Anonymous User wrote:Anonymous User wrote:Anonymous User wrote:That said, I'm quite sure having worker-side labor/employment experience helps, whether that's with DoL during 2L summer or some other time during law school, other relevant agencies, or even plaintiff-side firms. Every DoL Honors attorney I've been able to google-stalk has substantial experience like this. (Lest you think I'm totally creepy, DoL published some kind of newsletter in the last year with an article about the Honors Program that provided lots of names to look up on LinkedIn.) A bigger question is whether you could get one of these positions without that kind of experience, and I don't know - it probably depends on who's doing the hiring, what else you bring to the table, and how well you can spin the latter as applicable to the job.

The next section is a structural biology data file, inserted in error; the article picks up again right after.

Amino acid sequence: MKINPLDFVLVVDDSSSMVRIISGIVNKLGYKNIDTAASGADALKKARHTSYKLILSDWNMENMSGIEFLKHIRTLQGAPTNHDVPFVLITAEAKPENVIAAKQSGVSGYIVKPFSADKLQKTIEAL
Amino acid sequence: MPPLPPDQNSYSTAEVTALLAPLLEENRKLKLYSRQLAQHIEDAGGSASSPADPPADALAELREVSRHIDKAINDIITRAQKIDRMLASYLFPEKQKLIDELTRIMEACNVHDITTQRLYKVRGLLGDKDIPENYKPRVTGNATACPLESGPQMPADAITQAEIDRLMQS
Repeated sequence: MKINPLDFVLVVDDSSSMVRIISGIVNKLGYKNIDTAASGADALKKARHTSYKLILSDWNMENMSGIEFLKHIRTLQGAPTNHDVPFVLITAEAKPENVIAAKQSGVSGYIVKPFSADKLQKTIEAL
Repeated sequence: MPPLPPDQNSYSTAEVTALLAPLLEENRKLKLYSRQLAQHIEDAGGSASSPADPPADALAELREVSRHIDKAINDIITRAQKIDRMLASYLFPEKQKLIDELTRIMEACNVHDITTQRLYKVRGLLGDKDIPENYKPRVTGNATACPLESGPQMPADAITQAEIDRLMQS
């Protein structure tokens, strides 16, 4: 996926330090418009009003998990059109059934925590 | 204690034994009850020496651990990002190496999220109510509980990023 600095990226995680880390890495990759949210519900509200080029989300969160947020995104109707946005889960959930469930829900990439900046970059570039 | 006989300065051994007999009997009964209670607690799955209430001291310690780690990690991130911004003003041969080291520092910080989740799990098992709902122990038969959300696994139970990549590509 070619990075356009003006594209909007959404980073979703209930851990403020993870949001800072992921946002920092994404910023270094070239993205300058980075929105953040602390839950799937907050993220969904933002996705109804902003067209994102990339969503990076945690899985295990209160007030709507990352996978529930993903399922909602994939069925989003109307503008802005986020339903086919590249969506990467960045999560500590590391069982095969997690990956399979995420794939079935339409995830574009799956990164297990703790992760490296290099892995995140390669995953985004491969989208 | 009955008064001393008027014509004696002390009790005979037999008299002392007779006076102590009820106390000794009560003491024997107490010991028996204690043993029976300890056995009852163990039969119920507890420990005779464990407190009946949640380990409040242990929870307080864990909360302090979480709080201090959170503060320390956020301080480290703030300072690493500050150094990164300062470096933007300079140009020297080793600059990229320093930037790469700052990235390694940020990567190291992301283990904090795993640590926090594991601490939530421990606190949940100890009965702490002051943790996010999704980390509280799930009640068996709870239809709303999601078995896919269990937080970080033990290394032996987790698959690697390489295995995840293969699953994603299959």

I think it's essentially impossible to get a DoL honors job without any employment law experience, based on the Honors attorneys I know and talk to, and the fact that they are only hiring a handful of people for an employment-law only job. I do know for a fact that it's possible to get an honors position without having interned at the DoL itself.
Yeah. My interviewer said they're basically trying to do a couple things. One is ferret out people with little to no employment law experience, and also try to gauge your commitment to public interest work.
Do you think those two criteria are the most important in the evaluation process? As opposed to grades, law school prestige, etc.? Obviously, at this point, its all conjecture–but does anyone know how candidates were evaluated in the past?